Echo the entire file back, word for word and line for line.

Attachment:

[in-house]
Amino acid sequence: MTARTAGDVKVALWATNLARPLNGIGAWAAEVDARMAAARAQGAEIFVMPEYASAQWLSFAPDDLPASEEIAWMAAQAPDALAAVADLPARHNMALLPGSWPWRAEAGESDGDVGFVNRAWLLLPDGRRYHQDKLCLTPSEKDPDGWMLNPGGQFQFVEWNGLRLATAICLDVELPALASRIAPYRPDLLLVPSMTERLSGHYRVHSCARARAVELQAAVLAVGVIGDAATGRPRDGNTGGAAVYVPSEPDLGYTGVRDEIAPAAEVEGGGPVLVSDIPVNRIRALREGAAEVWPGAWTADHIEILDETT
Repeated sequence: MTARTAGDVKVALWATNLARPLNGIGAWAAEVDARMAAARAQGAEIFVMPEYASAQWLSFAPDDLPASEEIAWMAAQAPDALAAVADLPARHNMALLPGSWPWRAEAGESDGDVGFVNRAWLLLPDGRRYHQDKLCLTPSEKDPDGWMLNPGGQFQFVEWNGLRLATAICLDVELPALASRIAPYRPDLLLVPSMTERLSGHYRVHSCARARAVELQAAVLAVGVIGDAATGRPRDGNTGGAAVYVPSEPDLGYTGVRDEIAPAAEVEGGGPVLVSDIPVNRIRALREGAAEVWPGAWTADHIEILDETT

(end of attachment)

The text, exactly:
[in-house]
Amino acid sequence: MTARTAGDVKVALWATNLARPLNGIGAWAAEVDARMAAARAQGAEIFVMPEYASAQWLSFAPDDLPASEEIAWMAAQAPDALAAVADLPARHNMALLPGSWPWRAEAGESDGDVGFVNRAWLLLPDGRRYHQDKLCLTPSEKDPDGWMLNPGGQFQFVEWNGLRLATAICLDVELPALASRIAPYRPDLLLVPSMTERLSGHYRVHSCARARAVELQAAVLAVGVIGDAATGRPRDGNTGGAAVYVPSEPDLGYTGVRDEIAPAAEVEGGGPVLVSDIPVNRIRALREGAAEVWPGAWTADHIEILDETT
Repeated sequence: MTARTAGDVKVALWATNLARPLNGIGAWAAEVDARMAAARAQGAEIFVMPEYASAQWLSFAPDDLPASEEIAWMAAQAPDALAAVADLPARHNMALLPGSWPWRAEAGESDGDVGFVNRAWLLLPDGRRYHQDKLCLTPSEKDPDGWMLNPGGQFQFVEWNGLRLATAICLDVELPALASRIAPYRPDLLLVPSMTERLSGHYRVHSCARARAVELQAAVLAVGVIGDAATGRPRDGNTGGAAVYVPSEPDLGYTGVRDEIAPAAEVEGGGPVLVSDIPVNRIRALREGAAEVWPGAWTADHIEILDETT